UHP Student Attends 2019 Undergraduate Leaders' Program at the University of Oregon

Ivan Rocha (middle) attended the 2019 APRU conference at the University of Oregon.
Ivan Rocha (middle) attended the 2019 APRU conference at the University of Oregon with other UC Davis peers.

Leadership embodies the University Honor Program's mission to empower oneself and others to act intentionally and transform society.

Ivan Rocha, a psychology major entering his fourth year, attended the 2019 APRU Undergraduate Leaders' Program (ULP) at the University of Oregon in July. The Association of Pacific Rim Universities, APRU, is an organization for Asia-Pacific schools to promote research. Students are nominated to attend the summer event, where they are inspired to use their voices of knowledge and innovation. This opportunity is available through the Center for Leadership Learning, a UC Davis program that works with the University Honors Program to help students develop their leadership skills and talents. Other UHP students have attended previous conferences, including Romae Aquino and Joleen Cheah who participated in the 2018 APRU conference.

Over fifty national and international students participated in this year's APRU conference.
Over fifty national and international students participated in this year's APRU conference.

Ivan entered the University Honors Program as a transfer student. He became involved in CLL through the Diversity Leadership Development Program (DLDP) after taking a Directed Group Study course (SAS 198) with CLL's director, Christie Navarro. DLDP is an option for year three UHP service requirements, and Ivan was excited to learn in class that he was nominated to attend the APRU conference.

Ivan represented UC Davis and UHP at this year's annual event, where he confronted social predicaments with over fifty other students from different universities across the nation, and the world.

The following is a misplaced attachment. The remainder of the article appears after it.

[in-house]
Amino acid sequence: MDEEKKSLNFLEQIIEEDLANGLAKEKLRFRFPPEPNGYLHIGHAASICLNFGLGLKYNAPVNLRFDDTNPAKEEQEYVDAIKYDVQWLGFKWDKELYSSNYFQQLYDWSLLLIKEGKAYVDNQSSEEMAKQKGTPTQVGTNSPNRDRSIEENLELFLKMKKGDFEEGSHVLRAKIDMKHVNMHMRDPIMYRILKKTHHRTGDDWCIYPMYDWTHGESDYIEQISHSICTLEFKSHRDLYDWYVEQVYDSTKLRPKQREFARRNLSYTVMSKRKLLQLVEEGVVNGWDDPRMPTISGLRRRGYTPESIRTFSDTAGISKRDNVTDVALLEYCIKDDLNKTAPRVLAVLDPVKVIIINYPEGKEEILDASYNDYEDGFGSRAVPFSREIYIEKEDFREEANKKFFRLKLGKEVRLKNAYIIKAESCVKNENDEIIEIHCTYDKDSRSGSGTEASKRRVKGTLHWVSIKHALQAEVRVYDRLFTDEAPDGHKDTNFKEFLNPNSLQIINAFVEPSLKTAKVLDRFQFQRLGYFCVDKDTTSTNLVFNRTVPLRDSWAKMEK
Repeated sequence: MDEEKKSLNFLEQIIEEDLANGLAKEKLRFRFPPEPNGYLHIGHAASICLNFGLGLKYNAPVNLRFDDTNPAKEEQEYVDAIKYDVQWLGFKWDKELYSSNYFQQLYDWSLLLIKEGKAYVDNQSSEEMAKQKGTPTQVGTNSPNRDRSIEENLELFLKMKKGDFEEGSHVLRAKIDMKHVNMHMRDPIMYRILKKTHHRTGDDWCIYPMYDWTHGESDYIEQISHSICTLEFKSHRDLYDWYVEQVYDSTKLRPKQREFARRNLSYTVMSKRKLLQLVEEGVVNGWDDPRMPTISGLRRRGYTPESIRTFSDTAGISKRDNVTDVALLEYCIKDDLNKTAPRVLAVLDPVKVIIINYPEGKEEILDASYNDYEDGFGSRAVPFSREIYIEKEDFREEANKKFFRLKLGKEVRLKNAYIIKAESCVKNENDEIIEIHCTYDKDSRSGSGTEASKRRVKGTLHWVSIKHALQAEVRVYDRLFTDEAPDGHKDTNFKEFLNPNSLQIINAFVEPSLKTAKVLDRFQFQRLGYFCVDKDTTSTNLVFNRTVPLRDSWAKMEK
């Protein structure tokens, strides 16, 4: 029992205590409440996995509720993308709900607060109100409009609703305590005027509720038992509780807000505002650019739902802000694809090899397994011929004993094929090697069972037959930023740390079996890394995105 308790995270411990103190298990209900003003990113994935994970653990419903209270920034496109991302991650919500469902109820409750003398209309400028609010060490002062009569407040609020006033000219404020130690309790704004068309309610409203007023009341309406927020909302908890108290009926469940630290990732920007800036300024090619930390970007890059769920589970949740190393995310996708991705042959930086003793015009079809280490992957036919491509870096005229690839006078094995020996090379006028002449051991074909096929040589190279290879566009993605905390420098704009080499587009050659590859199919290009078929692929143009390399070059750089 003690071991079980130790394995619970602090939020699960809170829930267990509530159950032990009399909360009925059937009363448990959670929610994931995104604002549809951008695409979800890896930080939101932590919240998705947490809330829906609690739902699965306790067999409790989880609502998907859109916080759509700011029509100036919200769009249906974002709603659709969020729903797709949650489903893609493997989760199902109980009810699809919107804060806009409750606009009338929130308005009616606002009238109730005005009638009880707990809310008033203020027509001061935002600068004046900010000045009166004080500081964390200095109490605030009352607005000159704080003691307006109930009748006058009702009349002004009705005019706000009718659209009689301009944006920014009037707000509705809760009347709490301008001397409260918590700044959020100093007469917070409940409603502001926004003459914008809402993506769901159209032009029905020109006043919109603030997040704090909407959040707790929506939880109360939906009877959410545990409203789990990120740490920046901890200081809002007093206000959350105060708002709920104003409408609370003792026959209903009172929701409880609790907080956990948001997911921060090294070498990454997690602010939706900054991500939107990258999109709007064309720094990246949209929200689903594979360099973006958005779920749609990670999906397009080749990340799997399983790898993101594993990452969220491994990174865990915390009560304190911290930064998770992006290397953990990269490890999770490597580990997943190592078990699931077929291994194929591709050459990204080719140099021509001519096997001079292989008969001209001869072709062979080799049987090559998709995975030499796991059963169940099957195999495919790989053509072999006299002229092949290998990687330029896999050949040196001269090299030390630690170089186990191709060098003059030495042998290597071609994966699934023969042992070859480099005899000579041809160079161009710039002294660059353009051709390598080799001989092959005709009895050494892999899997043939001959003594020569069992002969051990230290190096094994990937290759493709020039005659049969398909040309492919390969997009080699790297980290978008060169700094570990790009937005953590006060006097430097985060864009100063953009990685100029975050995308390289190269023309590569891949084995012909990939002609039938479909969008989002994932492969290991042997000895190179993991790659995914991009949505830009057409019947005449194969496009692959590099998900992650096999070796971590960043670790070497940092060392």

I left California feeling scared [and] inferior due to my nationality and accent, and not capable of performing like other students in the program; however, once I arrived [in Oregon] and had the opportunity to meet everyone in the program, all those feelings disappeared.

This year's theme was "Fresh Approaches to a Gordian Knot: Student Leaders Untangle Pacific Rim Environment, Health and Inequality Challenges". When asked to describe his experience, he said it was life-changing. By working with different students and leaders from different countries, Ivan gained new perspectives about who he is, about others, about life, and the world. The APRU program pushed him to "do better [and] be better as a person [. . .] to believe in myself [and] my potential." His experience, however, was more than a leadership lesson. He also gained lifelong connections and friends, who he still stays in contact with every day over the phone or via email. He reflects that "the opportunity to participate in the APRU program has been the best experience I have ever had." Ivan came back to California as an entirely new person. He is no longer afraid and he is hungry to take on any new challenges or opportunities he is given.

[My] background shouldn’t be a barrier in life; my actions, my decisions, and my effort are what will define my future.

Another realization Ivan learned from this experience is what he wants to share with other students: the best solutions to problems that affect our communities and our planet can be found through unity, communication, respect and responsibility. "Despite skin color, race, ethnicity, culture, beliefs, socioeconomic status, etc. we are all equal and we all need one another because unity is where change begins," notes Ivan. His final words of wisdom are inspiring as he continues to grow and develop into a future leader of tomorrow.

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